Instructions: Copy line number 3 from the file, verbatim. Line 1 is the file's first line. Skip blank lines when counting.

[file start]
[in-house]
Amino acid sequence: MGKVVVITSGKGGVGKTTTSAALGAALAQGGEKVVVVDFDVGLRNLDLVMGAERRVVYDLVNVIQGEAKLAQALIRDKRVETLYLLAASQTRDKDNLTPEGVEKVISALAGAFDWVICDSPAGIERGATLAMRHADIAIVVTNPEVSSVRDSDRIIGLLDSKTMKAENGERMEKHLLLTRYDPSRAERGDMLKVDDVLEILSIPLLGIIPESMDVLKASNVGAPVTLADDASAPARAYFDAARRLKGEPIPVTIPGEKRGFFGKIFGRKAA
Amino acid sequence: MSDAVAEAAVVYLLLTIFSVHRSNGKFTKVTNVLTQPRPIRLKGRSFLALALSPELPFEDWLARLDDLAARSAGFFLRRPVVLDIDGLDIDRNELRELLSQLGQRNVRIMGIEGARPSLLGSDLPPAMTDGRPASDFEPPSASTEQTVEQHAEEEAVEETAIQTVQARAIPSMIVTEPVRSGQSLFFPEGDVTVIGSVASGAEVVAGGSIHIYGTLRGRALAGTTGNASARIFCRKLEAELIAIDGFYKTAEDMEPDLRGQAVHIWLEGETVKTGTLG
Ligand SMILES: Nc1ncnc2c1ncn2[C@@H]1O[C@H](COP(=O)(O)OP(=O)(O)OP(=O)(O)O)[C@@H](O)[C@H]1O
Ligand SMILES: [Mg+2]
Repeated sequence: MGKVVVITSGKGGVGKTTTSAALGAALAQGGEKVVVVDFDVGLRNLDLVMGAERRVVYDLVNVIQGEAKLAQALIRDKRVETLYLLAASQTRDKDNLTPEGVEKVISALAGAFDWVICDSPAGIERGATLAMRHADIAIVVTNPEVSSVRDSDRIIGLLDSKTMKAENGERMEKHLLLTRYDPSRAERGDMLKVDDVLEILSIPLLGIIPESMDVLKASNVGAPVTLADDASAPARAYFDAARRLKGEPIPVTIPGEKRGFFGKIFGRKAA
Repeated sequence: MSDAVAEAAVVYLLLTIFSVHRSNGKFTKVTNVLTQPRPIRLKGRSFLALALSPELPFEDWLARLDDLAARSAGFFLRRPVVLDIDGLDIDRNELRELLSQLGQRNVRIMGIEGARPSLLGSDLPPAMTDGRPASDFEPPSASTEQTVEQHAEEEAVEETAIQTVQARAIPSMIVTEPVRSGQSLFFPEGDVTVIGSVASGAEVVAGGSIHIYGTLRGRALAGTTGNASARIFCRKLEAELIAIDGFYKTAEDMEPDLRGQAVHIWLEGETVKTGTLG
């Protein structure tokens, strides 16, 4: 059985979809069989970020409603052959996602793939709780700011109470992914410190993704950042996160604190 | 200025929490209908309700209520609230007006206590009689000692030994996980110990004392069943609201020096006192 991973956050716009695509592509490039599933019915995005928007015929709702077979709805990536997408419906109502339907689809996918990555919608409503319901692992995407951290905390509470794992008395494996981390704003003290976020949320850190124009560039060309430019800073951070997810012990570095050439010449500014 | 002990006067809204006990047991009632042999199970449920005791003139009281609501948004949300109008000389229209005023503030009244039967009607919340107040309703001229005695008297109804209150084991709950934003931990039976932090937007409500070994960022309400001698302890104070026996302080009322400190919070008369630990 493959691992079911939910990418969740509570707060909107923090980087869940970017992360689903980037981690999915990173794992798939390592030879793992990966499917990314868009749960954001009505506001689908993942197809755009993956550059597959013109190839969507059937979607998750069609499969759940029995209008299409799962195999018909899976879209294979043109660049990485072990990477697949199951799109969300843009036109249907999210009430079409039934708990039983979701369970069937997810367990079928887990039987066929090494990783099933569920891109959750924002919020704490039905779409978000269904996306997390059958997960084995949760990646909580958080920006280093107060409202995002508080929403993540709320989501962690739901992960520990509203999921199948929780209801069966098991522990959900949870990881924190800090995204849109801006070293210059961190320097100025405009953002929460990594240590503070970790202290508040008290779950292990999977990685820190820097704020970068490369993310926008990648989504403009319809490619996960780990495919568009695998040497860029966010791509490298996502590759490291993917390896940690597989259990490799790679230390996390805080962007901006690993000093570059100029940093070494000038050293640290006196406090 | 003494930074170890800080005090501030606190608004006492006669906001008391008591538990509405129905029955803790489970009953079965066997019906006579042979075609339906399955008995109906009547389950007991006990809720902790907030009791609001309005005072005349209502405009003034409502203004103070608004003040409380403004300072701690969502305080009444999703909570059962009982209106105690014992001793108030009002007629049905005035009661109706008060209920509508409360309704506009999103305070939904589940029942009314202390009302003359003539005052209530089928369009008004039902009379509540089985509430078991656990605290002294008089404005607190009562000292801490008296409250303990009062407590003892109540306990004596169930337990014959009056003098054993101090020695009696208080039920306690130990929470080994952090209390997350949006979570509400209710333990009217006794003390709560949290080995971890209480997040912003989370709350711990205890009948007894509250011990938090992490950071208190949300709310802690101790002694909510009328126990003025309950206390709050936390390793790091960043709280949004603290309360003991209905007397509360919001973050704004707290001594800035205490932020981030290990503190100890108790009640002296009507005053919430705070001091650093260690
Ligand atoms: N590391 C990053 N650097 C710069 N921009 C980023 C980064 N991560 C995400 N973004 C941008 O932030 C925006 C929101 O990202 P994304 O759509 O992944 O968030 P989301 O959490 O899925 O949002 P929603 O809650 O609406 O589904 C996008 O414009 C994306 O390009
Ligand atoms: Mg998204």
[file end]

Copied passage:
Amino acid sequence: MSDAVAEAAVVYLLLTIFSVHRSNGKFTKVTNVLTQPRPIRLKGRSFLALALSPELPFEDWLARLDDLAARSAGFFLRRPVVLDIDGLDIDRNELRELLSQLGQRNVRIMGIEGARPSLLGSDLPPAMTDGRPASDFEPPSASTEQTVEQHAEEEAVEETAIQTVQARAIPSMIVTEPVRSGQSLFFPEGDVTVIGSVASGAEVVAGGSIHIYGTLRGRALAGTTGNASARIFCRKLEAELIAIDGFYKTAEDMEPDLRGQAVHIWLEGETVKTGTLG